Ubuntu 7.10 Beta Released
The Ubuntu team is proud to announce the beta release of Ubuntu 7.10 and its
variants, Kubuntu, Edubuntu and Xubuntu. Codenamed "Gutsy Gibbon", 7.10
continues Ubuntu's proud tradition of integrating the latest and greatest
open source technologies into a high-quality, easy-to-use Linux
Ubuntu 7.10 on the desktop features a cutting-edge graphical experience with
composited desktop effects, fully automated printer installation, and
superior support for Firefox browser plugins.
Ubuntu 7.10 server edition brings enhanced security-in-depth with AppArmor
and easy install-time options for multiple common server configurations.
Compiz Fusion: This innovative compositing window manager enables 3-D
desktop effects that let users work with, and see, their desktops in
completely new ways.
Printer installation: In GNOME, printers are automatically configured for
use as soon as they are connected.
Free Flash support with Gnash: Ubuntu 7.10 leads the pack with a preview of
this Flash browser plugin. Although still actively in development and not
yet fully supported by Ubuntu, Gnash gives a glimpse into the future of free
Flash, bringing partial Flash support to 64-bit desktop systems.
Automated Firefox plugin installation: Beyond the addition of Gnash, Firefox
in Ubuntu now supports automatic installation of popular plugins through the
standard Ubuntu package repositories, for a richer web-browsing experience
with the integrated security support of the rest of the Ubuntu system.
Please see http://www.ubuntu.com/testing/gutsybeta for details.
AppArmor: This easy-to-deploy kernel technology limits the resources an
application is allowed to access and can be used to provide an added layer
of protection against undiscovered security vulnerabilities in applications.
Pre-configured installation options: Mail Server, Print Server, Database
Server, and File Server options join existing LAMP and DNS options for
pre-configured installations, easing the deployment of common server
Faster thin clients: Thin clients have been sped up significantly through
the use of compressed images.
As well as the above desktop highlights, the following new features are
specific to KDE users:
Dolphin file manager: This updated file manager gives Ubuntu users a glimpse
of the upcoming KDE 4.
Strigi desktop search: Another pillar of KDE 4 available now in Kubuntu.
Restricted-manager: Kubuntu 7.10 includes a KDE front-end for easy
installation of proprietary drivers, complementing the existing GNOME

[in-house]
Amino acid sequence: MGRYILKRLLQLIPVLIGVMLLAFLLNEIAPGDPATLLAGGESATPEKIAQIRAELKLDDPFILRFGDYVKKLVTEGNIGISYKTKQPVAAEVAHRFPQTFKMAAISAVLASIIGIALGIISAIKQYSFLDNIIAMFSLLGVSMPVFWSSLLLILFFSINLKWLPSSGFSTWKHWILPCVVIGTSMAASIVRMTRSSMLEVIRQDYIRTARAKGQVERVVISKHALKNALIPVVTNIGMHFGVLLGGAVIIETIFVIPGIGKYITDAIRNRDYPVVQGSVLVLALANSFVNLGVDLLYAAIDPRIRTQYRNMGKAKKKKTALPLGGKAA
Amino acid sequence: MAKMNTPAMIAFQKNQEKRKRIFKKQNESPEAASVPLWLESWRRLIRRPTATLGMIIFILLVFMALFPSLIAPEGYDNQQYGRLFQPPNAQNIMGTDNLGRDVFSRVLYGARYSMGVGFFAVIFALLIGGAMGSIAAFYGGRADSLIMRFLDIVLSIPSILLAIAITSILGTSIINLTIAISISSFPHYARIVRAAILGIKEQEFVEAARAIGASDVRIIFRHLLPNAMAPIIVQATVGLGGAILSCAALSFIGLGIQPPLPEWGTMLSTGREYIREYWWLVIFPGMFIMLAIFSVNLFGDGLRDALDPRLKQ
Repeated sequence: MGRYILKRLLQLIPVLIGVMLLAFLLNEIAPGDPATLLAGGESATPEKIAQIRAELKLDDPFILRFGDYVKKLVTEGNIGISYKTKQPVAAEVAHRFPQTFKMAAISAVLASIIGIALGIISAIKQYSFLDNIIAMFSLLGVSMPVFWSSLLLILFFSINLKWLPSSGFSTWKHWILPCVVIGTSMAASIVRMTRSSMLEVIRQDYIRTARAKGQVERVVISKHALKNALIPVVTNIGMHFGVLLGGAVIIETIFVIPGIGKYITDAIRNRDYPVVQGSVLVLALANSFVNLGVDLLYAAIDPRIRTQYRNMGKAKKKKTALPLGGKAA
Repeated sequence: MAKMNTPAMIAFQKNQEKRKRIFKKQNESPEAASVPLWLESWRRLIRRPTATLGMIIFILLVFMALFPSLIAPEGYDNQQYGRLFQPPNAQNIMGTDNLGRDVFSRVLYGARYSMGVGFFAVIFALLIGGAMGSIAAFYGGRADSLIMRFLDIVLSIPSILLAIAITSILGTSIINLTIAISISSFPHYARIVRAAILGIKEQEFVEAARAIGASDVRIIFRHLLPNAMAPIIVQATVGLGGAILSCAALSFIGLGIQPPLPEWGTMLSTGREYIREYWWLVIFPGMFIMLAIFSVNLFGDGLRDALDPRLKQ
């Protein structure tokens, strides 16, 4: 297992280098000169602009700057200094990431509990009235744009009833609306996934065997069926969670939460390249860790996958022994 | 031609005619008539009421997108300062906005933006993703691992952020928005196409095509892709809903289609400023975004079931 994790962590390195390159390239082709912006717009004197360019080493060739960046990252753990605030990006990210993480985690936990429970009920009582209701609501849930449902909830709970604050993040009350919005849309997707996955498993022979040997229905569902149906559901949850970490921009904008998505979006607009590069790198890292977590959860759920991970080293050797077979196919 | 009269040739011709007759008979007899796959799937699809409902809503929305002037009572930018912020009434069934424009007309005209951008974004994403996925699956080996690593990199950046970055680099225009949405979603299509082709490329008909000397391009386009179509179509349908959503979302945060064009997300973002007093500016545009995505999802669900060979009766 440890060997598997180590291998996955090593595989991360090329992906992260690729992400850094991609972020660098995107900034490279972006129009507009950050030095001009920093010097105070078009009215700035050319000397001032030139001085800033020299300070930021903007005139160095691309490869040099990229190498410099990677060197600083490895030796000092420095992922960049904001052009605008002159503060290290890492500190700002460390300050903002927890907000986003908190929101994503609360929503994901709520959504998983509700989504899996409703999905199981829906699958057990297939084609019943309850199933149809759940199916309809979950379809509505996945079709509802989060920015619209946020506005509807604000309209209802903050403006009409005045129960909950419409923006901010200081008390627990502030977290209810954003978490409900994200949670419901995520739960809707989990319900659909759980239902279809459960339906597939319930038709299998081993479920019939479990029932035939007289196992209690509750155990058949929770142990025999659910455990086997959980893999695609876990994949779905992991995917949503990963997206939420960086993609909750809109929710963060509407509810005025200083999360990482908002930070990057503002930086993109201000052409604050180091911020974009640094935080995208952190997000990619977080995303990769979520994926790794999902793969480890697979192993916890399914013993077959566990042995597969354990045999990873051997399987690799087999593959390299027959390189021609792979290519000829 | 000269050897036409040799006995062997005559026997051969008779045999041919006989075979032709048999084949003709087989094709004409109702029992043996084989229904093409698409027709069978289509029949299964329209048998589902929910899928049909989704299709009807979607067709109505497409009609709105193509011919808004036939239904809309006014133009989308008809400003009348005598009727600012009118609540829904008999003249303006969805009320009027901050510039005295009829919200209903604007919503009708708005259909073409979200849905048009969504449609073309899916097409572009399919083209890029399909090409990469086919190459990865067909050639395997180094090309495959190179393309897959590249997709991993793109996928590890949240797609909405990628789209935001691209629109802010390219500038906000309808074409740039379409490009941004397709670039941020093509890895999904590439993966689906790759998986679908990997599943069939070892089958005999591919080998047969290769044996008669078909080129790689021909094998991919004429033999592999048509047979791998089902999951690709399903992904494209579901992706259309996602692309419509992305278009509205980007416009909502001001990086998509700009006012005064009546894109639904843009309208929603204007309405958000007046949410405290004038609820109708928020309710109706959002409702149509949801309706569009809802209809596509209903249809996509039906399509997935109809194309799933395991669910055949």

Please see https://wiki.kubuntu.org/GutsyGibbon/Beta/Kubuntu for details.
* On the Desktop: KDE 3.5.7, GNOME 2.20, OpenOffice.org 2.3.0rc1, X.org 7.2
* On the Server: Apache 2.2, PostgreSQL 8.2, PHP 5.2.3, LTSP 5.0
* "Under the hood": GCC 4.1.2, glibc 2.6, Linux 2.6.22, Python 2.5
The full release notes can be found at
Ubuntu is a Linux distribution for your desktop, laptop, thin client and
server, with a fast and easy install. Ubuntu comes in several variants,
including Ubuntu Desktop, Server, Kubuntu, Edubuntu and Xubuntu. The Ubuntu
project makes no separation between our free edition and our enterprise
edition - this is our best work and it is freely available.
Used by businesses, home users, schools and governments around the world,
Ubuntu offers regular releases, a tight selection of excellent packages
installed by default and professional commercial technical support from
Canonical Ltd and hundreds of other companies.
To Get Ubuntu 7.10 Beta
Download Ubuntu 7.10 Beta here (choose the mirror closest to you):
http://nl.releases.ubuntu.com/7.10 (The Netherlands)
http://ftp.snt.utwente.nl/pub/linux/ubuntu-releases/7.10 (The Netherlands)
http://gb.releases.ubuntu.com/7.10 (Great Britain)
http://za.releases.ubuntu.com/7.10 (South Africa)
http://us.releases.ubuntu.com/7.10 (United States)
Rest of the world:
http://releases.ubuntu.com/7.10 (Great Britain)
Please download using Bittorrent if possible.
To upgrade from Ubuntu 7.04 to Ubuntu 7.10 Beta, follow these
The final version of Ubuntu 7.10 is expected to be released in October 2007.
Feedback and Helping
If you would like to help shape Ubuntu, take a look at the list of ways you
can participate at
Your comments, bug reports, patches and suggestions will help turn this Beta
into the best release of Ubuntu ever. Please report bugs through the
Launchpad bug tracker:
If you have a question, or if you think you may have found a bug but are not
sure, first try asking on the #ubuntu IRC channel on FreeNode, on the Ubuntu
Users mailing list, or on the Ubuntu forums:
You can find out more about Ubuntu and about this preview release on our
website, IRC channel and wiki. If you are new to Ubuntu, please visit:
To sign up for future Ubuntu announcements, please subscribe to Ubuntu's
very low volume announcement list at:
Thursday, September 27, 2007
Thursday, September 20, 2007
Windows Vista has probably created the single biggest opportunity for the Linux desktop to take market share, Cole Crawford, an IT strategist at Dell, said in an address titled, "The Linux Desktop—Fact, FUD or Fantasy?".